Alejandro: I hear you. Then, you go to Wharton, and Wharton is an amazing community that amazing entrepreneurs have come out of. This was a really nice segue to perhaps reshift or redirect your career, and I think this got you into the world of building and scaling and hypergrowth. And eventually, you end up in your uncle’s company. How did this happen? Tell us about it.

    Cherif Habib: Maybe just a quick word on McKinsey and Wharton because I think it was a really important lesson for me. In that stage of my life, in my early 20s and my mid-20s, because I didn’t go to any fancy college or any of that, I was still in the mindset of attaching myself to “prestigious” brands. I was still in that mindset of having a chip on my shoulder and showing the world that I could do it – that I could work for McKinsey, that I could go to a top-rated Ivy League school despite my background and total lack of connections, etc. There was, unfortunately, this insecurity of attaching myself to a brand. Having said that, it was an amazing experience, and I’m really glad I did it. At Wharton – at that point, Wharton was shifting from being known exclusively as a finance school to being one of the good places where entrepreneurs come out. I went there as that shift was happening, and many amazing entrepreneurs came out of the school later on, which was great. In the few months between McKinsey and Wharton, I was unemployed, and I was helping my uncle, who is a world-renowned liver surgeon. He had a small company called EMcision. That company had a few patents coming out of his experience operating in liver surgery. I spent some time trying to organize the strategy thinking about how we make products out of his patents, what did the solutions look like, etc. During business school days, I stayed in touch with him and helping him informally. When I graduated, I decided to join forces with him full-time. I started as the COO of the company dealing with everything that was not medical or scientific. After about a year, the board and he made me CEO, and he was CMO, Chief Medical Officer. We had a really good partnership because we really trusted each other. He’s my uncle, and we have a really, really good relationship. We were very complementary. The division of labor was really clear. He was going to take care of the medicine and science, and I was going to take care of everything else, or “the business” side of it. That was a really successful partnership. I learned a lot from that. That’s what got me hooked to the business of healthcare. I got passionate about healthcare during my time at EMcision. I knew that I was going to spend most of if not all of my career in healthcare because I really loved it.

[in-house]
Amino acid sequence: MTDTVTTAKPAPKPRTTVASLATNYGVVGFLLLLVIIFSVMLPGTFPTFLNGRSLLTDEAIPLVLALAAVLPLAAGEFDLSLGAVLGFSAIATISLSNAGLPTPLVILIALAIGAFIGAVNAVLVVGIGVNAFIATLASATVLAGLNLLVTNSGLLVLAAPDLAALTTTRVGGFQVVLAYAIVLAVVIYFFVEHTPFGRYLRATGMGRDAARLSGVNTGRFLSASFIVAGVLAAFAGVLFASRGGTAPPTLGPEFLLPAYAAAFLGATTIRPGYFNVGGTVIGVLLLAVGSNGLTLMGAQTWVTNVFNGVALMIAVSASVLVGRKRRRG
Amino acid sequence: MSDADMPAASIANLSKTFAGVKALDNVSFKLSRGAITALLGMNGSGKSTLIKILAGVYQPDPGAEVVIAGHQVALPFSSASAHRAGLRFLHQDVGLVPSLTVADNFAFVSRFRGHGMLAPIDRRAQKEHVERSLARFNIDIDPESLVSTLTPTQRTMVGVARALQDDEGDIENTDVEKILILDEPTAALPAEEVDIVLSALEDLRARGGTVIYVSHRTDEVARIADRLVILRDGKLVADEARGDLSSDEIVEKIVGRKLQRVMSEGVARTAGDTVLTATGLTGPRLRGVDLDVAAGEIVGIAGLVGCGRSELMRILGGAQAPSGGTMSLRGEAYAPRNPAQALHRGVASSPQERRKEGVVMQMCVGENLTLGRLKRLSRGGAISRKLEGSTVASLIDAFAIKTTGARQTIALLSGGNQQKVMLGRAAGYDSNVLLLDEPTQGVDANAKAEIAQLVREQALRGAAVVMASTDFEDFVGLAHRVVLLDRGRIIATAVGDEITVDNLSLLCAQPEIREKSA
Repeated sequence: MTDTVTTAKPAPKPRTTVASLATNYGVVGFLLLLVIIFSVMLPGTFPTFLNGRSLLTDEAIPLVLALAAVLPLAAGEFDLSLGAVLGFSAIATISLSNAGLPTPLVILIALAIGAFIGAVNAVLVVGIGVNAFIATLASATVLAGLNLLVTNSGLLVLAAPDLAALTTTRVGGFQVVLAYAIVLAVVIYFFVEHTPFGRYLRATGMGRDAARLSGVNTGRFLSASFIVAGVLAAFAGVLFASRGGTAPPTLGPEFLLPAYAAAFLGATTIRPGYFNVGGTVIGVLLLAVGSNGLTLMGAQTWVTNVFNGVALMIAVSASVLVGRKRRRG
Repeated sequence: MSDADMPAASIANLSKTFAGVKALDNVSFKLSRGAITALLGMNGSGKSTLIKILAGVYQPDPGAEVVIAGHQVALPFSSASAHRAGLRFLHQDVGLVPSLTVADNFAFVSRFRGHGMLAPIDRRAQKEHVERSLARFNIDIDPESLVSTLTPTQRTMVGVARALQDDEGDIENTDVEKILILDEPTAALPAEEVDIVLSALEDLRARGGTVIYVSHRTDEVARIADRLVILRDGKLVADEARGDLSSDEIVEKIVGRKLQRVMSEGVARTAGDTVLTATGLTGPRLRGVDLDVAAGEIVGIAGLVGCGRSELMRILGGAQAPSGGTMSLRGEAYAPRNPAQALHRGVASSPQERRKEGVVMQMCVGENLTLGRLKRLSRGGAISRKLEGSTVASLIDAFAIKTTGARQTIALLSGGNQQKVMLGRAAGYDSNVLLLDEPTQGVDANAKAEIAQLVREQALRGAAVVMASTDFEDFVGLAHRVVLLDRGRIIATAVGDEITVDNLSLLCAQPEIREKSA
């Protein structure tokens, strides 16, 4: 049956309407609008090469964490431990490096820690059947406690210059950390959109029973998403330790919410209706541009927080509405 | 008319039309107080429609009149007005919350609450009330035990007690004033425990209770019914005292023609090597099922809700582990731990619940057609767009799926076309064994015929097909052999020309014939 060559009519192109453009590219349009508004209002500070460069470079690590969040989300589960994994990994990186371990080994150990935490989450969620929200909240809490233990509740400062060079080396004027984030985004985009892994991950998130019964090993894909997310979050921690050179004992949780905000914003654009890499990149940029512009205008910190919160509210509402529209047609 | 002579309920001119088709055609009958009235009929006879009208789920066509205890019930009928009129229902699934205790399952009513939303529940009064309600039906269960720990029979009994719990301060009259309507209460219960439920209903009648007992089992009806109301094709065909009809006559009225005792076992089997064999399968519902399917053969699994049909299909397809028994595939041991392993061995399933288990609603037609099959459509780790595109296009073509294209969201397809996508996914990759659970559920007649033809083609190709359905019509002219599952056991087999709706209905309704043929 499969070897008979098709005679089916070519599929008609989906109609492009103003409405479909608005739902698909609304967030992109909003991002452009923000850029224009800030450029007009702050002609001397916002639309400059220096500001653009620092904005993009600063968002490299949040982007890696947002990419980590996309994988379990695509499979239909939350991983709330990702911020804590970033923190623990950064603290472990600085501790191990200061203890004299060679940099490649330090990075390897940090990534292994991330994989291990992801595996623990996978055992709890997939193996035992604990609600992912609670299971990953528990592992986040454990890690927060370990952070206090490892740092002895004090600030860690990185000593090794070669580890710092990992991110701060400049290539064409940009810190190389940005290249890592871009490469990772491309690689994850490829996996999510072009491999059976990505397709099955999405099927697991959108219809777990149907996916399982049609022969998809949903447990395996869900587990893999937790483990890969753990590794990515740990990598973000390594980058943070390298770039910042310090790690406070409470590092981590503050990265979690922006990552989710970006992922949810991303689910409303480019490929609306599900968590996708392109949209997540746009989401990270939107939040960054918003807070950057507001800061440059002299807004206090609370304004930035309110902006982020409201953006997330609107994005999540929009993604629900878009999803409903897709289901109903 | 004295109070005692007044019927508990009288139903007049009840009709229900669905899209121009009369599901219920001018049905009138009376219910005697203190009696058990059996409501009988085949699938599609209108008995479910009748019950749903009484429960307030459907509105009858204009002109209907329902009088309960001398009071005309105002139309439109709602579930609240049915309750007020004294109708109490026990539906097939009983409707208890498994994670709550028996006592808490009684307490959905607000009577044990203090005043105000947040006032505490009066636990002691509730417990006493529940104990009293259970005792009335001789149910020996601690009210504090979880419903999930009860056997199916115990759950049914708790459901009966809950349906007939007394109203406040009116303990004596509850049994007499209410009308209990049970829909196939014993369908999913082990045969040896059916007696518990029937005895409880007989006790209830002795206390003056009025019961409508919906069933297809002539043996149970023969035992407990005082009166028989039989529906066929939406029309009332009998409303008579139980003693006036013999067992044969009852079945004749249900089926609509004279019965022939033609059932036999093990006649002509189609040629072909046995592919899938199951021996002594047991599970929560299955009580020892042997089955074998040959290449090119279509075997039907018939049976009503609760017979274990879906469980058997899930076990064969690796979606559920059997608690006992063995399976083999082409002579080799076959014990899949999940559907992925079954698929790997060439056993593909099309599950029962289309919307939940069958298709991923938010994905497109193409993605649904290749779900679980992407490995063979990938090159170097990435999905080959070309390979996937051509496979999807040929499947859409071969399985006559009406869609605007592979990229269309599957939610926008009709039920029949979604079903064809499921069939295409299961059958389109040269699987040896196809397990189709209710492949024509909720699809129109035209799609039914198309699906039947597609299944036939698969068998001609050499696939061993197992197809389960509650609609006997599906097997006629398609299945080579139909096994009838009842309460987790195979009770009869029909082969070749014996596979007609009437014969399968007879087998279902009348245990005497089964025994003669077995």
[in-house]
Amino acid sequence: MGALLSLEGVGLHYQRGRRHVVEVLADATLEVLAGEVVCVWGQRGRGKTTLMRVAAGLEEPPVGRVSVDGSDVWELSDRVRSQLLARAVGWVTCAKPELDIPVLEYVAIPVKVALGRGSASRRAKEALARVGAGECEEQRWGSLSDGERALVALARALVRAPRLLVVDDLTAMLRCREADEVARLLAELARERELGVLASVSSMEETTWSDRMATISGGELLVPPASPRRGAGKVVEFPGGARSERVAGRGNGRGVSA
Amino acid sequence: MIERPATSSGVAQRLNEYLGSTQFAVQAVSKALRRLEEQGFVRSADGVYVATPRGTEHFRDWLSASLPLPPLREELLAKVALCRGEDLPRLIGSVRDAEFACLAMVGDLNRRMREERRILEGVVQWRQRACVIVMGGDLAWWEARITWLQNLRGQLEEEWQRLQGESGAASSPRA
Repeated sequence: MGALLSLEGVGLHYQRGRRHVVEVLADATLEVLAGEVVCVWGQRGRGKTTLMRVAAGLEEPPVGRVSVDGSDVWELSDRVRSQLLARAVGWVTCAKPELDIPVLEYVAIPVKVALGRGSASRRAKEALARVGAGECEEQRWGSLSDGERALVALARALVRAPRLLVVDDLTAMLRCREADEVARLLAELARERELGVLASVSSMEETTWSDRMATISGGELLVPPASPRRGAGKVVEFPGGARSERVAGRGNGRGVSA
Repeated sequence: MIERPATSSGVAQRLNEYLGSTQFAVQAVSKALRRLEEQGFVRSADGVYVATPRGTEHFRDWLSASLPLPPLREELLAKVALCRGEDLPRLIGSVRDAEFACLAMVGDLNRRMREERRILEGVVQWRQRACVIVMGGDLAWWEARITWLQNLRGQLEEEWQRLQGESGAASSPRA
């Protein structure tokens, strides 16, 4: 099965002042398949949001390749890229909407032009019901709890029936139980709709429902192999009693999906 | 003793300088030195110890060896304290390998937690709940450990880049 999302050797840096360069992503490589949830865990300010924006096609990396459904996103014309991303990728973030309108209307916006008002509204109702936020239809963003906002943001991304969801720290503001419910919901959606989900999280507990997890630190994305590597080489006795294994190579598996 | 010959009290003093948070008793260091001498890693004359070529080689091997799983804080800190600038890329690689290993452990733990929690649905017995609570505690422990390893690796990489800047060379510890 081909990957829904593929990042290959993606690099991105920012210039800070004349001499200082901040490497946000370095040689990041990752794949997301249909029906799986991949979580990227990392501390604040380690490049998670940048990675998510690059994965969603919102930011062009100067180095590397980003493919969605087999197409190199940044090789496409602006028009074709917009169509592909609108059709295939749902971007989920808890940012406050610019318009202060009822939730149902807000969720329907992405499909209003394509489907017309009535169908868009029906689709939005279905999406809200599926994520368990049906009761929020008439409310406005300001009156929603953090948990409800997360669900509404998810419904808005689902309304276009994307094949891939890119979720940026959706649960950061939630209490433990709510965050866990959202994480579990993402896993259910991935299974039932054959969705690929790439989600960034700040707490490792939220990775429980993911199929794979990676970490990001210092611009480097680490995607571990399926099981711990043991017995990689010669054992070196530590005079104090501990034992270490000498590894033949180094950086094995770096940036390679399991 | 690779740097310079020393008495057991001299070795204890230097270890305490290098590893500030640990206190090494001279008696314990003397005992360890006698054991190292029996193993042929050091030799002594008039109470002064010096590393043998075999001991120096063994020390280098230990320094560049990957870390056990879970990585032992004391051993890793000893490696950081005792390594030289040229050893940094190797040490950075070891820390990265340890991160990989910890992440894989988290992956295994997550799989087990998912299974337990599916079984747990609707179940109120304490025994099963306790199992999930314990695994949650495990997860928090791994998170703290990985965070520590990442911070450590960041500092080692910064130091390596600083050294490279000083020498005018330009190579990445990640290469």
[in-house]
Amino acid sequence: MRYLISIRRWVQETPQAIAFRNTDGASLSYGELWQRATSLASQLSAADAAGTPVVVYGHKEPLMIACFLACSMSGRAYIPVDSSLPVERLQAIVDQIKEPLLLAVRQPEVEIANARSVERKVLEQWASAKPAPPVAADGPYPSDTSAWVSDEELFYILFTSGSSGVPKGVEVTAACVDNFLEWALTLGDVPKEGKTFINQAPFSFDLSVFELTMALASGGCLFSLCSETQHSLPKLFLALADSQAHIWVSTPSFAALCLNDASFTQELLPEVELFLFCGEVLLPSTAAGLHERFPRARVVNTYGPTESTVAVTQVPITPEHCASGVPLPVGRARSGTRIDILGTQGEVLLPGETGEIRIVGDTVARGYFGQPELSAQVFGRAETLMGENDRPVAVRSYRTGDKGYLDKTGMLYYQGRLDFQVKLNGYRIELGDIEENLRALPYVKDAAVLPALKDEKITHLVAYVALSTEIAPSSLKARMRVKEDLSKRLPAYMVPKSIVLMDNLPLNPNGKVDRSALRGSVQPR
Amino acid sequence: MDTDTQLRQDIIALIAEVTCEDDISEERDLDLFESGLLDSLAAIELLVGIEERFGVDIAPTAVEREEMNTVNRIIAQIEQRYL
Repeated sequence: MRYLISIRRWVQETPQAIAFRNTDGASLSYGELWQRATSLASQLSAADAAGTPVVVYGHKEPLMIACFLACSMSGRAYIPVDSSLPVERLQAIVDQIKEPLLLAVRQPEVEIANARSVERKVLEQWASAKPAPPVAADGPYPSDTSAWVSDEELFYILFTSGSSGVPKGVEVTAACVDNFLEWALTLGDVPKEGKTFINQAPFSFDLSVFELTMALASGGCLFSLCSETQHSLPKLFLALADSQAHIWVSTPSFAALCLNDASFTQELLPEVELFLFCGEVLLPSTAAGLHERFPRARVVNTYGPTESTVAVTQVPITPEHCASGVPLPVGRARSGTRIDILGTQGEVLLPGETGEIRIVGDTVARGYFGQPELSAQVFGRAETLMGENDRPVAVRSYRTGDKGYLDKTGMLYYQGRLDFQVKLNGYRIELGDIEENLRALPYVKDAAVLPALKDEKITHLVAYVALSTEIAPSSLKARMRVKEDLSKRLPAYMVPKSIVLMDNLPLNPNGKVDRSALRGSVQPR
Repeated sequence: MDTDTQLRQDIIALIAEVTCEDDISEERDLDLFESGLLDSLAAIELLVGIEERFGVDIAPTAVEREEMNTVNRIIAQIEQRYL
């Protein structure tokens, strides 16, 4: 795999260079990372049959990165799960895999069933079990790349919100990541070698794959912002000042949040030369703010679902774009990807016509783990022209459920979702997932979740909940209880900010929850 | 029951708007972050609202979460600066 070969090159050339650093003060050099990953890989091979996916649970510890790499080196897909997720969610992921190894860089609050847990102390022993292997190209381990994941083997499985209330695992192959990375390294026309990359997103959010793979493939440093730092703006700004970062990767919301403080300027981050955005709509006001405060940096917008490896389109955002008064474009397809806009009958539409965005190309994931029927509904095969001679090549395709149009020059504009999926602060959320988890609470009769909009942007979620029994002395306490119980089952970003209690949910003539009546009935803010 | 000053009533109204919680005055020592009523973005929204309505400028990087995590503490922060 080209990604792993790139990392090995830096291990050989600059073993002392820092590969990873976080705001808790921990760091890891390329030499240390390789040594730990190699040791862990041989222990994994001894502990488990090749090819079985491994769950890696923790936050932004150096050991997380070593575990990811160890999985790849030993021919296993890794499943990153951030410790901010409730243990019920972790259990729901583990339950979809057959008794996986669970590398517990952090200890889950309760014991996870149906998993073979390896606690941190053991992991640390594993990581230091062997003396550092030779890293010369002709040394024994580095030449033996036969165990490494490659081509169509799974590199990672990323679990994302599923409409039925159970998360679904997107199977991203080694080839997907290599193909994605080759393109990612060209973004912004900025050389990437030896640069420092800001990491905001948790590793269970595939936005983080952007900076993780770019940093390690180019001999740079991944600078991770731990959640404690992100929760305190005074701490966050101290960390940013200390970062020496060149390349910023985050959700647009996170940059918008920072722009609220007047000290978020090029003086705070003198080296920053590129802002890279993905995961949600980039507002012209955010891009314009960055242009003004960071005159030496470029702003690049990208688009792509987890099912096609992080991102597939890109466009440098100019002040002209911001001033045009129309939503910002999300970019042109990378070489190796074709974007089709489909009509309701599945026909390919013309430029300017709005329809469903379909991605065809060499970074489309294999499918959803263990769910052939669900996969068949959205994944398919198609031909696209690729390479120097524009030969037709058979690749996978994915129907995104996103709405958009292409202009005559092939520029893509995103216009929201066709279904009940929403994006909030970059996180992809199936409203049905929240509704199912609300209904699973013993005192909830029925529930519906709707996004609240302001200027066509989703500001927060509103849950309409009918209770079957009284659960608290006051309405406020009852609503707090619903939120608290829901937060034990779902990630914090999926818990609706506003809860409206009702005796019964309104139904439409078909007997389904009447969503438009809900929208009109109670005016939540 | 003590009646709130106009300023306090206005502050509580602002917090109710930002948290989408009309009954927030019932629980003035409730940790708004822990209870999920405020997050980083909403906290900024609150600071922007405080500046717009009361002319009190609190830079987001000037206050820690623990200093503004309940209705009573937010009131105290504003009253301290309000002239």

Alejandro: So, how was this journey with EMcision?